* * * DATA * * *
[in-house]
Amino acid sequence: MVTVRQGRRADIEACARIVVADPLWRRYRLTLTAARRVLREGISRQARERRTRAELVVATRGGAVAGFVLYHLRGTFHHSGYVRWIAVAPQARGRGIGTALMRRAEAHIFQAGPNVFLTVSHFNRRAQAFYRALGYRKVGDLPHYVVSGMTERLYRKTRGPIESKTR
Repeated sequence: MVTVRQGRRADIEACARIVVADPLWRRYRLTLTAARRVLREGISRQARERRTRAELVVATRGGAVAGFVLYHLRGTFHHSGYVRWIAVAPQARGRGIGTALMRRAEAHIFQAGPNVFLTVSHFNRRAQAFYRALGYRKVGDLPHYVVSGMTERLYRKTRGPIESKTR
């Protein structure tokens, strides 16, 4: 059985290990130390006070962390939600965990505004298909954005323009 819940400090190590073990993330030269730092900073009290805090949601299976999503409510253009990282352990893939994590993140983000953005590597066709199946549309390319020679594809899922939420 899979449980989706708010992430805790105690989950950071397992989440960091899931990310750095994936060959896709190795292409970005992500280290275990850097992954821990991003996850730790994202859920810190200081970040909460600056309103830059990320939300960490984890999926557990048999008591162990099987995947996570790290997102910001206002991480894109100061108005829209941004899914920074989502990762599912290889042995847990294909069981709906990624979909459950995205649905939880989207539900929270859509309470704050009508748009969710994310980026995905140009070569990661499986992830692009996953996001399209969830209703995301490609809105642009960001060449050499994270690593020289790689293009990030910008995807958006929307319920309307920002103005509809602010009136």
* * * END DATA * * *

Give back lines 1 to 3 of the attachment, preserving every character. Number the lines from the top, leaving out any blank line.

[in-house]
Amino acid sequence: MVTVRQGRRADIEACARIVVADPLWRRYRLTLTAARRVLREGISRQARERRTRAELVVATRGGAVAGFVLYHLRGTFHHSGYVRWIAVAPQARGRGIGTALMRRAEAHIFQAGPNVFLTVSHFNRRAQAFYRALGYRKVGDLPHYVVSGMTERLYRKTRGPIESKTR
Repeated sequence: MVTVRQGRRADIEACARIVVADPLWRRYRLTLTAARRVLREGISRQARERRTRAELVVATRGGAVAGFVLYHLRGTFHHSGYVRWIAVAPQARGRGIGTALMRRAEAHIFQAGPNVFLTVSHFNRRAQAFYRALGYRKVGDLPHYVVSGMTERLYRKTRGPIESKTR